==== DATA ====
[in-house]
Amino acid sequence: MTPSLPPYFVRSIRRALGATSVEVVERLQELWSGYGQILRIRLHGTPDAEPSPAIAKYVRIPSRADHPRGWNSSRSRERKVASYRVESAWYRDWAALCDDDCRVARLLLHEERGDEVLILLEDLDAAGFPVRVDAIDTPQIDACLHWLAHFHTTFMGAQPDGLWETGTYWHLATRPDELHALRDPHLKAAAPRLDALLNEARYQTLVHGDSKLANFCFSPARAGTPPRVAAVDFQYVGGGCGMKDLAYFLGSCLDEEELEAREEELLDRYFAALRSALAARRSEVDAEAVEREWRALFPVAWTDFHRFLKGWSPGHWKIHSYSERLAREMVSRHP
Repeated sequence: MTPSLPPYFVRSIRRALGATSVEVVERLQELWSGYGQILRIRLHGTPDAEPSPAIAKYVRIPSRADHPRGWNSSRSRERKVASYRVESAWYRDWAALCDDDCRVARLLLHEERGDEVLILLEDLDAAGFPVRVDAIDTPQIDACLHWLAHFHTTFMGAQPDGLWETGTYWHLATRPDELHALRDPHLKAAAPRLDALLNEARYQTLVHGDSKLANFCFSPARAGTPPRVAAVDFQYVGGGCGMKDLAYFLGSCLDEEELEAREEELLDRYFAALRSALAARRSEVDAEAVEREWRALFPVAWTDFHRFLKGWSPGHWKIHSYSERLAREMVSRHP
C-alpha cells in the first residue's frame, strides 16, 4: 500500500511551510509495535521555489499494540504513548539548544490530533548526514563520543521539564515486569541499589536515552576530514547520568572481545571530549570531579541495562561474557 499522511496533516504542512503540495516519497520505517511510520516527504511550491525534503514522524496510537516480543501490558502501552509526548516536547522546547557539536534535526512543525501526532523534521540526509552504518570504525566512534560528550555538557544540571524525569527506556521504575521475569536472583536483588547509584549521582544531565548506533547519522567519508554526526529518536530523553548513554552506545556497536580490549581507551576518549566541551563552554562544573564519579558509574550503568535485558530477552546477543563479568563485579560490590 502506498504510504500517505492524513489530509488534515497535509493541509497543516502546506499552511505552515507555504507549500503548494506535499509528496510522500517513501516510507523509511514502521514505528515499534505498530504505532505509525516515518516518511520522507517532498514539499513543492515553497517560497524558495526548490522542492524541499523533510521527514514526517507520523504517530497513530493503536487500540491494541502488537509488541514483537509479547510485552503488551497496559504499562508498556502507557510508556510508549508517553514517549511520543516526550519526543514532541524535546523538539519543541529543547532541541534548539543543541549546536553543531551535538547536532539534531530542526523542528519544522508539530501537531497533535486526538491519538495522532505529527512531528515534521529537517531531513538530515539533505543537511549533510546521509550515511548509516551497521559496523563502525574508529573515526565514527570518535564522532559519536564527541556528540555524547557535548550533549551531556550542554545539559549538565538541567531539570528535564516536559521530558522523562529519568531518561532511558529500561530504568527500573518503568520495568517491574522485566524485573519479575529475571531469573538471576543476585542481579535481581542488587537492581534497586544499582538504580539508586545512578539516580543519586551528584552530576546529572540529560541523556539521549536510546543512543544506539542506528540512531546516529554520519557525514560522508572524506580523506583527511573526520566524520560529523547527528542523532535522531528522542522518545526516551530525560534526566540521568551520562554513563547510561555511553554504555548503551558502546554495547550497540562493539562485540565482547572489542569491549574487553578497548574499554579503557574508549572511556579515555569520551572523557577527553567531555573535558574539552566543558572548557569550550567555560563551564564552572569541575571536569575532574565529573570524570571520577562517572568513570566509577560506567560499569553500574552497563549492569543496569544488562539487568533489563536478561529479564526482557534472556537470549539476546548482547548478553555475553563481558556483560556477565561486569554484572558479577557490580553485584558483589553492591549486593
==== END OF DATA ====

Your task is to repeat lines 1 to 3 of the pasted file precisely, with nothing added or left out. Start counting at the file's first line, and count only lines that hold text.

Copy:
[in-house]
Amino acid sequence: MTPSLPPYFVRSIRRALGATSVEVVERLQELWSGYGQILRIRLHGTPDAEPSPAIAKYVRIPSRADHPRGWNSSRSRERKVASYRVESAWYRDWAALCDDDCRVARLLLHEERGDEVLILLEDLDAAGFPVRVDAIDTPQIDACLHWLAHFHTTFMGAQPDGLWETGTYWHLATRPDELHALRDPHLKAAAPRLDALLNEARYQTLVHGDSKLANFCFSPARAGTPPRVAAVDFQYVGGGCGMKDLAYFLGSCLDEEELEAREEELLDRYFAALRSALAARRSEVDAEAVEREWRALFPVAWTDFHRFLKGWSPGHWKIHSYSERLAREMVSRHP
Repeated sequence: MTPSLPPYFVRSIRRALGATSVEVVERLQELWSGYGQILRIRLHGTPDAEPSPAIAKYVRIPSRADHPRGWNSSRSRERKVASYRVESAWYRDWAALCDDDCRVARLLLHEERGDEVLILLEDLDAAGFPVRVDAIDTPQIDACLHWLAHFHTTFMGAQPDGLWETGTYWHLATRPDELHALRDPHLKAAAPRLDALLNEARYQTLVHGDSKLANFCFSPARAGTPPRVAAVDFQYVGGGCGMKDLAYFLGSCLDEEELEAREEELLDRYFAALRSALAARRSEVDAEAVEREWRALFPVAWTDFHRFLKGWSPGHWKIHSYSERLAREMVSRHP